Data collection and cell quantification was performed in a blinded fashion. The Chi-square test of association for categorical variables, the nonparametric Wilcoxon rank-sum tests for continuous variables over time and Kendall's Rank Correlation test to measure correlations between variables and ordinal outcomes have been applied. The Cox proportional hazards model was used to assess differences in time to BOS between variables of interest with interval censoring. Descriptive statistics are presented as medians [25th, 75th quantiles]. There was no adjustment for multiplicity in this exploratory analysis. The ROC curve was drawn to test the power of the predicted values from the logistic regression model, to discriminate between positive and negative cases. All tests were two sided and performed in R – and BioConductor –.
Seventy BALF samples were collected prospectively on 47 lung transplant recipients who underwent routine screening after transplantation (Figure 2). These samples were collected at a median of 91.5 [7, 184] days post-transplantation. Concurrent transbronchial biopsies were available for the 70 BALF collections with 14 episodes of AR, including nine grade 1, three grade 2, two grade 3, and 19 with lymphocytic bronchitis (many samples had concurrent lymphocytic bronchitis and rejection).
Recipients were followed for a median of 633 [291,732] days post-transplantation to determine BOS outcome. Thirteen recipients (28%) developed BOS at 254 [231, 457] days. The ages of the subjects with and without development of BOS were similar (59 [54, 62] vs. 59 [54, 64], p=0.98). The timing of sample collection after transplantation was also similar between those with and without development of BOS (113 [40, 270] vs. 63 [7, 183] days, p=0.10). Four samples had concurrent infections with two bacterial pneumonias in each group. Further descriptors for all recipients with samples included in the Treg subset (33) analysis is given in Table 1.
The frequencies of CD3+CD4+CD25hiFoxp3+ lymphocytes (Treg) in BALF from routine post-transplant bronchoscopies were assessed (Figure 2). Consistent with the reported memory phenotype of Treg, essentially all of these cells were CD45RA− (100% [99.4, 100]). Comparing samples from subjects who subsequently developed BOS to those who did not during follow-up, there was no significant difference in the frequency of this total Treg population (4.5% [1.8, 6.5] vs. 4.2% [2.5, 7.3], p=0.92) (Figure 3). This relationship was further evaluated with the Cox Proportional Hazards (Cox) model to account for the time from sample collection to the development of BOS. In the Cox model we found no association in either direction (HR=.0, p=0.96) (Figure 4). Limiting analysis to those samples taken during documented acute rejection (14 subjects) also demonstrated no difference in Treg frequencies between recipients with or without development of BOS (p=0.76). There was no correlation with total Treg and time of sample post-transplantation (tau=−0.002, p=0.98).
We next considered subpopulations of Treg that might be better indicators of immunoregulatory activity, with the hypothesis that recruitment and retention within the allograft is crucial for effective Treg activity against rejection. Subsets of Treg defined by CCR4 (a pivotal chemokine receptor shown to recruit Treg to inflammatory sites and allografts) ,  or CD103 (an alphaEbeta7 integrin involved in trafficking of T cells to inflammatory sites) ,  were assessed for prediction of BOS. The majority of Treg expressed CCR4 (Figure 5), but Treg expression of CCR4 did not demonstrate a significant difference between recipients with and without development of BOS during study follow-up (77.5% [70.9,85.2] vs. 86.5% [79.6,95.4], p=0.12) (Figure 3). We further found no association of CCR4 expression on Treg and the subsequent development of BOS in the Cox model (HR=0.94, p=0.08) (Figure 4). There was no trend of CCR4 expression with time of sample after transplantation (tau=−0.04, p=0.73). Virtually none of the CD3+CD4+CD25hiFoxp3+CD45RA− lymphocytes expressed CD103 (0.0% [0.0, 0.0]). Thus, neither CCR4 nor CD103 expression was reflective of Treg subsets that potentially protected against BOS.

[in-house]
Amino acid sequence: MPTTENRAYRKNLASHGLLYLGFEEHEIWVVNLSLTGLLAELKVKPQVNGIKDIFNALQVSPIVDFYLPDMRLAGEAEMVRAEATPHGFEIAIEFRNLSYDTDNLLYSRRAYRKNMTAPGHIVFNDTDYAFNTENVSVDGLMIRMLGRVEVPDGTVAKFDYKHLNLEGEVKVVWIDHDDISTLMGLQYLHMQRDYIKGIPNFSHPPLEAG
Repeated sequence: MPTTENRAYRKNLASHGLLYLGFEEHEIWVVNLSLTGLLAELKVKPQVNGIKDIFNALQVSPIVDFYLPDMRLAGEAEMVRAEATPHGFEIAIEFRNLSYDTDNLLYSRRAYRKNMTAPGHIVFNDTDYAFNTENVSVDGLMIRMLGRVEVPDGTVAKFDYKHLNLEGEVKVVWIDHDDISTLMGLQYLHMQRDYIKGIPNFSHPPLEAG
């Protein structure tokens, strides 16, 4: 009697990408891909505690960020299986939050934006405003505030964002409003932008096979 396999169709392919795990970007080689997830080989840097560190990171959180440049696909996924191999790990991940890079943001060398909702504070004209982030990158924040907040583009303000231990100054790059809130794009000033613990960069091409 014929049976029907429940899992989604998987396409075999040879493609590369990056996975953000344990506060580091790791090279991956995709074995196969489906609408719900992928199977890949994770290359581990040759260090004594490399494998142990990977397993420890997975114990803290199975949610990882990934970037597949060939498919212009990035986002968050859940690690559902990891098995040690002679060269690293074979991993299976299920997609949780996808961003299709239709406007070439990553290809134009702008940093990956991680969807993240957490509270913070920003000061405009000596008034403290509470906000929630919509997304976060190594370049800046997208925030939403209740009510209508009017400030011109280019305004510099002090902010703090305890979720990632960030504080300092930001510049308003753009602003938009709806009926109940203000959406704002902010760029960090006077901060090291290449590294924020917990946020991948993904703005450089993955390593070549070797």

As studies have noted that CCR7 can be expressed by Treg and may be critical for Treg trafficking between lymphatic and allograft tissue , we determined if CCR7 was expressed on our BALF Treg. Overall, the expression of CCR7 on Treg was variable between subjects, with a median of 18.8% [9.1, 47.0] (Figure 5). Notably, the median frequency of the CCR7+ Treg subset was significantly higher in those that did not develop BOS than in those that did subsequently develop BOS (29.1% [14.3, 50.7] vs. 9.8% [7.8, 11.1] p=0.04) (Figure 3). Importantly, this finding was also supported by the Cox model which accounted for sample collection time in relation to the development of BOS (HR=0.94, p=0.04) (Figure 4). The expression of CCR4 by CCR7+ versus CCR7− Treg was similar (89.2% [69.1, 100] vs. 84.2% [72.9, 95.7], p > 0.10), indicating that CCR4 did not play a major role in distinguishing trafficking of these subsets to the lung allograft. There was not a significant trend of CCR7 expression with time of sample collection post-transplantation (tau=−0.02, p=0.88). These results suggest that CCR7 is a marker of a key subset of Treg that may protect against BOS.
Having observed that higher frequencies of CCR7+ Treg in lung allograft BALF are associated with reduced incidence of BOS, we sought to identify potential chemokines that drive recruitment and retention of these cells in the allograft. The two known ligands for CCR7, CCL21 (6ckine) and CCL19 (MIP-3beta), were assessed by ELISA. BALF CCL21 protein levels correlated with frequencies of CCR7+ Treg (tau=0.34 and p=0.03), while CCL19 did not (tau=−0.11, p=0.47). Given the putative importance of CCR4 for Treg recruitment, we also assessed the CCR4 ligands CCL17 (TARC) and CCL22 (MDC). There was no correlation to CCR4+ or CCR7+ subsets nor total Treg frequencies. We further assessed for a correlation between CCL21 protein levels and BOS outcome and found an inverse association (tau=−0.64 and p=0.04) (see Figure 4). These results underscore the likely importance of Treg recruitment to the lung allograft via chemotaxis mediated by the interactions of CCL21 and CCR7.